Ahead of this morning’s data protection workshop, Xavier de Jabrun, deputy director insurance and risk management at Thales, reviews the new rules


New EU data protection laws will change companies’ obligations when it comes to personal data and companies are urged to prepare for the changes now.

On 15 December 2015, the European Union agreed on new EU-wide data protection rules, referred to as the EU General Data Protection Regulation (GDPR), which was originally derived from EU Data Protection Directive in 1995 (95/46/EC).

An update of the 1995 law was deemed necessary because of recent advancement in technology. The Internet, cloud, and Big Data – all of which generate massive amounts of personal data – for example, were just a few of the factors that forced the EU to reconsider its existing approach to its data security law.

The new rules include:

  • notifying authorities and consumers of when there has been a data breach;
  • categorising the types of data collected by controllers, recording the recipients for whom the data is disclosed, and specifying an indication of the time limits before the personal data is erased;
  • conducting data protection impact assessments (DPIAs) before the controller initiates new services or products involving the data subject’s health, economic situation, location, and personal preferences—and more specifically data related to race, sex life, and infectious diseases; and
  • complying with rules on the right to be forgotten.

Other changes to the law include nullifying the Safe Harbor scheme, a 15-year-old agreement that had underpinned how US companies handle personal data of their European customers. Under this agreement, personal data could be exported to the US and transferred to a US company that is a member of the so-called “safe harbor” scheme. But in October 2015, the European Court of Justice ruled it is no longer safe to host data in the US.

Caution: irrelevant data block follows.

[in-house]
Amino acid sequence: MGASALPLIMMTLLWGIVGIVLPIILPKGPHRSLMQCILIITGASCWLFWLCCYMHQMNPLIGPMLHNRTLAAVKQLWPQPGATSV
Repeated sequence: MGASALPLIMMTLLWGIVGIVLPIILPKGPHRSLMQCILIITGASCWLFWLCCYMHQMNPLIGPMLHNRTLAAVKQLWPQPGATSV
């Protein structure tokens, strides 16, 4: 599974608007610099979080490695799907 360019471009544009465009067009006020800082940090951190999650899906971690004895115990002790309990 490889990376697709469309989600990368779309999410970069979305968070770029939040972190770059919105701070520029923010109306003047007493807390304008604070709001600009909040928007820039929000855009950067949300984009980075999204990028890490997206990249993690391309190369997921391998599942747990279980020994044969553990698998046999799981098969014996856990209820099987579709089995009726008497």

The new rules call for “dynamic risk assessment,” said Xavier de Jabrun, deputy director insurance and risk management at global major electronic systems company Thales, and the moderator for a workshop on the new regulation.

He said businesses can better account for the new rules by making them part of their risk assessments: “In our risk map, we need to include the risk of a potential data protection failure, which could be a breach in compliance and thus, our duty to notify [the appropriate authorities of such a breach].

“But [a breach] could also have other consequences, such as losing customers because they no longer trust you.”

Companies have been given until spring 2018 to comply with the rules or could risk facing sanctions. Some companies are ahead of the curve, having made the necessary changes to ensure they are compliant, said Jabrun. “However, [compliant businesses] may demand prospective partners to also adhere to the new rules before agreeing to do business with them. So even before receiving a penalty by regulators, those who are not compliant may get a ‘sanction’ from potential clients.”